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How the use of recycled goods can be facilitated. An overview of challenges and opportunities.

The use of recycled materials is an issue for manufacturers of a wide range of products, and not just in the context of the need to reduce CO2 emissions. Replacing virgin material with recycled material wherever possible and, above all, wherever it makes sense, is the declared aim, which is also being pursued by an increasing number of processors due to the standards and specifications that have been set. Unfortunately, it is not as simple as it may sound to the layman. Manufacturers of plastic goods face various challenges, which we would like to briefly discuss here. And also, what solutions might look like.


Quality and consistency

Virgin materials do not have these problems, but unfortunately recycled materials do. They come from different sources and have undergone different processing methods. This can lead to difficulties in the manufacture of consistent products and is critical for the quality assurance of producers.


Contamination and impurities

Returned materials may contain impurities that have not been completely removed during the collection and recycling process. These impurities can affect the mechanical properties of plastic products and make processing more difficult.


Material properties and availability

The properties of recycled materials can sometimes differ greatly from those of virgin materials. This in turn can have an impact on the mechanical, thermal and chemical properties of the plastic products and affect their performance. In addition, the procurement of recycled materials can be relatively expensive due to the collection, sorting and processing required and, depending on the case, the availability of high-quality materials may be unclear.

And yet, in addition to these challenges, there are also clear opportunities. Replacing virgin material with recycled material also means several advantages, which can be seen in the increased demand, among other things.


Resource efficiency, waste prevention and circular economy

By using recycled materials, companies can reduce the need for new virgin resources and thus contribute to the conservation of natural resources. The use of recycled materials supports the idea of the circular economy by reducing waste and integrating reusable materials into the production process.


Cost savings and environmental benefits

In some cases, recycled materials can be more cost-effective overall than virgin materials, especially if they are locally available and the cost of sourcing and processing is lower. The use of recycled materials can lead to a reduction in environmental impact, as less energy and resources are required to produce new materials. At the same time, the amount of plastic waste can be reduced as it is given a second life.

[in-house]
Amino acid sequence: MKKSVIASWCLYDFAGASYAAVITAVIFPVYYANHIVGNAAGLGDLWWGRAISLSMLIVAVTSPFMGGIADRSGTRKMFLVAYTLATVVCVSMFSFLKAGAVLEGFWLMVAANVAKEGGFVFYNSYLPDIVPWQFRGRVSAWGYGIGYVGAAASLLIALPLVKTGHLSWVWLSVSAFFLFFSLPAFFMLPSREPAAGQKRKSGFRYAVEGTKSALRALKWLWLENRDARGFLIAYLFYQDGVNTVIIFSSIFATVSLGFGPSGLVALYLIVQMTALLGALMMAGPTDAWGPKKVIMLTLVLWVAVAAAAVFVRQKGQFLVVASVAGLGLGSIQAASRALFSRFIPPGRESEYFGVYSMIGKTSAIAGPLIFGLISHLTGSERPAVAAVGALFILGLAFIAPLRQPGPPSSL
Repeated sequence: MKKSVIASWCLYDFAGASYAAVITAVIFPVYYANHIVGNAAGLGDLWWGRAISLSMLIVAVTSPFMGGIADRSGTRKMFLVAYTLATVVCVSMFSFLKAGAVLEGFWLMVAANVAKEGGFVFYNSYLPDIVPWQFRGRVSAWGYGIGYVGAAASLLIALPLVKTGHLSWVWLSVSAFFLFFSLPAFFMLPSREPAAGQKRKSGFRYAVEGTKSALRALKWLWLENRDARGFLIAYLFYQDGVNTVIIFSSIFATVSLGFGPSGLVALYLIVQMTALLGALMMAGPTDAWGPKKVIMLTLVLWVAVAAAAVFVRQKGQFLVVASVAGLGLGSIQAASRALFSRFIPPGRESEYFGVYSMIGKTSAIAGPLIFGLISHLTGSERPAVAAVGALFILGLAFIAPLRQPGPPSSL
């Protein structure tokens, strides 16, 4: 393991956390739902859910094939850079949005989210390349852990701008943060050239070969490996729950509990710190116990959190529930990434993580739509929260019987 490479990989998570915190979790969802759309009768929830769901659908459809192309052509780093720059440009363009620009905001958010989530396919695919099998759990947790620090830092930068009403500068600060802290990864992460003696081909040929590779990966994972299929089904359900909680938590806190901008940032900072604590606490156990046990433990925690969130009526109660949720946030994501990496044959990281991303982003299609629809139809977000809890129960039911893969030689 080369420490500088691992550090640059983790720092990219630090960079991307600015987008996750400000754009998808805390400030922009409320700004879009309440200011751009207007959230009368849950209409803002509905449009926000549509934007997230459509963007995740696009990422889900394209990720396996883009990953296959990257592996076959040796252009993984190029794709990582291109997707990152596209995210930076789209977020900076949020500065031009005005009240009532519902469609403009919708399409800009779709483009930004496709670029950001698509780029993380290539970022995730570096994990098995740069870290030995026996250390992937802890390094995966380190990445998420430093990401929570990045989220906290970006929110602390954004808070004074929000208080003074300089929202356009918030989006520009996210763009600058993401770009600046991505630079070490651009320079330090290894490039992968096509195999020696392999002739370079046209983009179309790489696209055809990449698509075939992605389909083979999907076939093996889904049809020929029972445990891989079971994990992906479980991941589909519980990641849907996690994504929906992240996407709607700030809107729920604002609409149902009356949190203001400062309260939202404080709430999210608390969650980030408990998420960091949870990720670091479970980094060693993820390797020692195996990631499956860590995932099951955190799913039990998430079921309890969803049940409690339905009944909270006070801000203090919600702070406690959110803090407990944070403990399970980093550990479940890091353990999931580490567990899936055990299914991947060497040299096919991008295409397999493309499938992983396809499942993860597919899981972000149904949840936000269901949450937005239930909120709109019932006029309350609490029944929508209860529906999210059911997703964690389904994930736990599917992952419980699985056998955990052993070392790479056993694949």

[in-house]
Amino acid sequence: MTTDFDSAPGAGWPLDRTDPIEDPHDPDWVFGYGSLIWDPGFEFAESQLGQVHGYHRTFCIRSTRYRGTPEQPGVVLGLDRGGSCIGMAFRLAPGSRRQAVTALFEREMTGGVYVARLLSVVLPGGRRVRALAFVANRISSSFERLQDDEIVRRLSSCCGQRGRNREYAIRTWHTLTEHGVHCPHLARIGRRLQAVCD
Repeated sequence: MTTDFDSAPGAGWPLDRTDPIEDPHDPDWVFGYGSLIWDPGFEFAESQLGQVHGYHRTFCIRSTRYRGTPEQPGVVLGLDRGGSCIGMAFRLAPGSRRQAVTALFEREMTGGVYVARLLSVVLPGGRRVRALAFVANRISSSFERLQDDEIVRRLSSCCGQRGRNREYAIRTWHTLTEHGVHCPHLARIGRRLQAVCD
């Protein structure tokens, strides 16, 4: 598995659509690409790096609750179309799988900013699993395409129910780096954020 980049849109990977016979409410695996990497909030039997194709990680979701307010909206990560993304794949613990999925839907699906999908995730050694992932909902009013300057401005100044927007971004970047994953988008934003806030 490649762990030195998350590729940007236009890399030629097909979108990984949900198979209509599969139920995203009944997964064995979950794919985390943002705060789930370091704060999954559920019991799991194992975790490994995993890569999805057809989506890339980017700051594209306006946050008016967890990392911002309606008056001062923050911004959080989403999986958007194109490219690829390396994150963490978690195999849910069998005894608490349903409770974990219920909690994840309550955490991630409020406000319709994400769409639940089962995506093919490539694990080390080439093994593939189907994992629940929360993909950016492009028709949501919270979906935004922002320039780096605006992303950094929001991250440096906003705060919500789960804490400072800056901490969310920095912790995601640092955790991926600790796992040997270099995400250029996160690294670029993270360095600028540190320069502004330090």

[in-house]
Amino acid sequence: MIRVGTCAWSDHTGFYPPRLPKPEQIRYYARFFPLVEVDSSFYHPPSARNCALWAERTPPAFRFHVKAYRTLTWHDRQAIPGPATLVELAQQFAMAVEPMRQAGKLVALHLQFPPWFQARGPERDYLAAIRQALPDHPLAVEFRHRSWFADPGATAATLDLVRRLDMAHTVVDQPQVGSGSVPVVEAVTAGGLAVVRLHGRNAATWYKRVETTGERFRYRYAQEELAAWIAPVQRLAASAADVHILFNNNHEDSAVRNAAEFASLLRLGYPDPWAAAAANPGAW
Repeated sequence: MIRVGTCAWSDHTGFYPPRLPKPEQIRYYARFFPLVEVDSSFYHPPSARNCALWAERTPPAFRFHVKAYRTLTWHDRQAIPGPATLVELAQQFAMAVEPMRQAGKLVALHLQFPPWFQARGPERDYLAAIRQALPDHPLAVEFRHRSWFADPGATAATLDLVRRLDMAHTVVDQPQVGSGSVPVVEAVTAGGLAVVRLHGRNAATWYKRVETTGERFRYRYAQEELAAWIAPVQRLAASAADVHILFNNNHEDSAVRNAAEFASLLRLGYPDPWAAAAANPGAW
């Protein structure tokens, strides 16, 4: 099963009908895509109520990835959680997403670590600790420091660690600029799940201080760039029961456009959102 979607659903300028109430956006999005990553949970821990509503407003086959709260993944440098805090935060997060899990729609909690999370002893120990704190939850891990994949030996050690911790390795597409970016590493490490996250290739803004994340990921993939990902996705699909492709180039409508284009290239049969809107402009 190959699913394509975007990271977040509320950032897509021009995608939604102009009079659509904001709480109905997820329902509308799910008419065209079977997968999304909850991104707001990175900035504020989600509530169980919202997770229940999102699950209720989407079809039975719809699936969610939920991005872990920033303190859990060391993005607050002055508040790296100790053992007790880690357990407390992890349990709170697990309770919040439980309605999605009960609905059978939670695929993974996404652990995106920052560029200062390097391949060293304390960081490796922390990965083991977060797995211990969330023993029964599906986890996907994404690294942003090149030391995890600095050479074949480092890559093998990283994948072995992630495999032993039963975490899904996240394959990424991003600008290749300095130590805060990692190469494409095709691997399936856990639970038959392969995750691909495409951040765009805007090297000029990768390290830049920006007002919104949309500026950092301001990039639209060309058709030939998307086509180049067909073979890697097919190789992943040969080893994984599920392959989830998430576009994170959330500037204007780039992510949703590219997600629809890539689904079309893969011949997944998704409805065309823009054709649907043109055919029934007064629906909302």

Customer requirements and image

Many consumers and companies value sustainable and environmentally friendly products. The use of recycled materials can therefore help to increase customer satisfaction and improve a company’s image. Companies can respond to demand by offering recycled materials and not miss out on the trend towards greater sustainability.

Overall, the use of recycled materials in the plastics sector offers several advantages that consider both ecological and economic aspects and can contribute to the creation of a more sustainable and environmentally friendly industry.


How to overcome these hurdles?

There are various starting points for overcoming the challenges described above. On the one hand, it is worth analysing your own raw materials portfolio as well as the internal possibilities for reusing production waste and the like. This is often already standard practice in most companies today, as it achieves an immediate economic effect.

Furthermore, there is a positive effect if several materials are qualified for a part to be manufactured in order to protect against the sometimes poor availability, as far as this is possible. Of course, customer requirements always play a decisive role here. However, they are naturally also interested in maintaining delivery capability. This can mean, for example, making an ABS product fit for use with an rPET.

In addition, additives and processing aids can be a game changer, such as the flow-improvers from Polytives. These also make it possible to replace ABS with rPET for rather thin-walled or more complex parts, as described above, to name just one example. Inhomogeneous qualities of recycled materials can be matched or plastics that are difficult to process because they are too tough can be made processable. This removes a major obstacle to the goal of replacing virgin material with recycled material.

Get in touch with us if you would like to exchange ideas and give it a try, we would be happy to help!